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Gravity lines linked to mantle motion.

Gravity lines linked to mantle motion

In the 20 years since the theory of plate tectonics was proposed, scientists have unraveled the kinematics or relative motions of the dozen or so plates that make up the outer shell of the earth. But the dynamics of this motion -- what convection patterns in the mantle might drive plate tectonics, for example -- remain elusive, primarily because so few of the observations made at the earth's surface directly relate to the mantle motions below.

Now two researchers at Lamont-Doherty Geological Observatory in Palisades, N.Y., report in the March 10 JOURNAL OF GEOPHYSICAL RESEARCH on a new surface observation that may directly reflect small-scale mantle processes. William F. Haxby and Jeffrey K. Weissel discovered lineated patterns of variation in the gravitation field over the Pacific and Indian oceanic plates. The discovery of these lines, which in the east central Pacific span an area the size of the continental United States, could not have been made without the large-scale view available for the first time from Seasat, says Haxby. Last summer, Weissel and others aboard a research ship confirmed the satellite findings and studied the patterns in finer detail.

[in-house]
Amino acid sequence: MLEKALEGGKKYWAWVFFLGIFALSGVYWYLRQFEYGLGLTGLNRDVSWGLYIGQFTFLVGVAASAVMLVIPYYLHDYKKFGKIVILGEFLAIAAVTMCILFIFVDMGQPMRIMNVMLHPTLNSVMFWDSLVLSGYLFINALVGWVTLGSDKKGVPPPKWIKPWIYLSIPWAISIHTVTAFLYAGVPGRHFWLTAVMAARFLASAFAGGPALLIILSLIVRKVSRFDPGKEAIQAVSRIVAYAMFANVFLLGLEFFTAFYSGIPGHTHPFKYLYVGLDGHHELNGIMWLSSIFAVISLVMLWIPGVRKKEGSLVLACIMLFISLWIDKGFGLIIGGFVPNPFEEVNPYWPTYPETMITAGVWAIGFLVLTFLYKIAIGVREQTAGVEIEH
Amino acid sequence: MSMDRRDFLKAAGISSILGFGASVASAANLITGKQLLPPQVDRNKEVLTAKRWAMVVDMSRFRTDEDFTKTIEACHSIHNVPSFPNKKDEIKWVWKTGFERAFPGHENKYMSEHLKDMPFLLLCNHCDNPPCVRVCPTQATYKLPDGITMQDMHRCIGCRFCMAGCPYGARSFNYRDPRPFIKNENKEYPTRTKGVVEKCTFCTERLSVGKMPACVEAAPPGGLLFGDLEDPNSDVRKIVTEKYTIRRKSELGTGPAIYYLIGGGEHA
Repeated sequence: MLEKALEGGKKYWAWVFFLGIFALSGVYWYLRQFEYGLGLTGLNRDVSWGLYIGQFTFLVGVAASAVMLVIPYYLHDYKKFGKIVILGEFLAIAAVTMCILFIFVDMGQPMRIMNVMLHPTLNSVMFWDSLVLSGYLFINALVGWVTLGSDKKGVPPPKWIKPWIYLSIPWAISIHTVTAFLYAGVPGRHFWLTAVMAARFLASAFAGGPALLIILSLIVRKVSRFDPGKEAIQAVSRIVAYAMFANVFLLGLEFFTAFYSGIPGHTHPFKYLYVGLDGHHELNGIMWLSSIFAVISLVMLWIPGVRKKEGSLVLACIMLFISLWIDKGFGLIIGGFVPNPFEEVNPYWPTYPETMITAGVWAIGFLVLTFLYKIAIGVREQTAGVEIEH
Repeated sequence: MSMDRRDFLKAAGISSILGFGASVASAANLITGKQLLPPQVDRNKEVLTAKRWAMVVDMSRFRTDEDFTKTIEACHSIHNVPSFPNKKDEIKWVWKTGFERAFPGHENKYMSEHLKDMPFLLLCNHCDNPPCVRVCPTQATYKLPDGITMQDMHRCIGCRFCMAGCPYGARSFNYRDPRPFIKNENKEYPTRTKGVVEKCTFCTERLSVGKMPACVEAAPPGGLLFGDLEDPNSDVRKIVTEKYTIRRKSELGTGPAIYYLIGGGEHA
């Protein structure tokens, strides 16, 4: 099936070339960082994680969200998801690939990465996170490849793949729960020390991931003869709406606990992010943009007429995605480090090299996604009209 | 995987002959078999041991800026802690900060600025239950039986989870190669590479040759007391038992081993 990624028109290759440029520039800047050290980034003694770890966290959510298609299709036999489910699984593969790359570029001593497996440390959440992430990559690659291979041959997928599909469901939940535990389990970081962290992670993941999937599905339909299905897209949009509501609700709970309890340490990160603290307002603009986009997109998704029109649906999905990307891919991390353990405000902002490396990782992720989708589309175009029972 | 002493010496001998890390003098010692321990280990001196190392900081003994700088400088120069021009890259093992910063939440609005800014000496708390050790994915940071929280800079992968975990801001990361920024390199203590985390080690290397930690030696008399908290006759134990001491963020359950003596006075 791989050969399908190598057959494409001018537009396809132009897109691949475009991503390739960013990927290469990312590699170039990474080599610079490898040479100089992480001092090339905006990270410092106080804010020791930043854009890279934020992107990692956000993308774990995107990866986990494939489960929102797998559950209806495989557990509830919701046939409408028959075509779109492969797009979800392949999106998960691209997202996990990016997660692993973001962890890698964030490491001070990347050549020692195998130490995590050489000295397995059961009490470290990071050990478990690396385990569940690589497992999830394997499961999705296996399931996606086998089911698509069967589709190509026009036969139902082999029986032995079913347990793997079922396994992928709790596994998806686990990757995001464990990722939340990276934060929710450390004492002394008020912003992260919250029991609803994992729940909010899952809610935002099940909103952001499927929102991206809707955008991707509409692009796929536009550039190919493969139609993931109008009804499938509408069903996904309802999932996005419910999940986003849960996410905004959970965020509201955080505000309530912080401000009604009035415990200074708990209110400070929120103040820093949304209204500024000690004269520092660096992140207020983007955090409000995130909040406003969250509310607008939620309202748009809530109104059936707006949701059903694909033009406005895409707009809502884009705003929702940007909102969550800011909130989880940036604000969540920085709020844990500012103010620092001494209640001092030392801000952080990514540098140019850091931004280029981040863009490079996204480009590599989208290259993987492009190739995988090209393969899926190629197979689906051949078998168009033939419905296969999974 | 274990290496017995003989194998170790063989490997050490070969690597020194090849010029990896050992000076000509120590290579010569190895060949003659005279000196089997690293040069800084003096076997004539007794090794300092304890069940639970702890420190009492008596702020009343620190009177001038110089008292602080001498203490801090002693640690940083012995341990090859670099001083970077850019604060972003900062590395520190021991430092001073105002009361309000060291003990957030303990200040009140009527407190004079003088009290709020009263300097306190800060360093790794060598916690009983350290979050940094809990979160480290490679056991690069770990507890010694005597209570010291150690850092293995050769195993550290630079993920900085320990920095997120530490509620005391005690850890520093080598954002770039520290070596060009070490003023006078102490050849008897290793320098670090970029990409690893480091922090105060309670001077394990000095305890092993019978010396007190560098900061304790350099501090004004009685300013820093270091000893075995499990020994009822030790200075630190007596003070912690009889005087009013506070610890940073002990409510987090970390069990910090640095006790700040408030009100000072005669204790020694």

Because the lines in the eastern Pacific run parallel to the direction of plate motion, the researchers believe they directly overlie 100-kilometer-deep cells of mantle convection, which, as predicted by one model, are thought to be shaped by plate motion into longitudinal rolls. One possibility being explored, says Haxby, is that the upwelling and downwelling of mantle material pushes up and pulls down the overlying crust, making ripples in the seafloor topography and the gravity field. An unexpected aspect of the lineations, he notes, is that they begin in 5-million- to 10-million-year-old crust -- much younger than had been predicted by other models simulating the onset of mantle convection under the cooling ocean crust.
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Publication:Science News
Date:Apr 26, 1986
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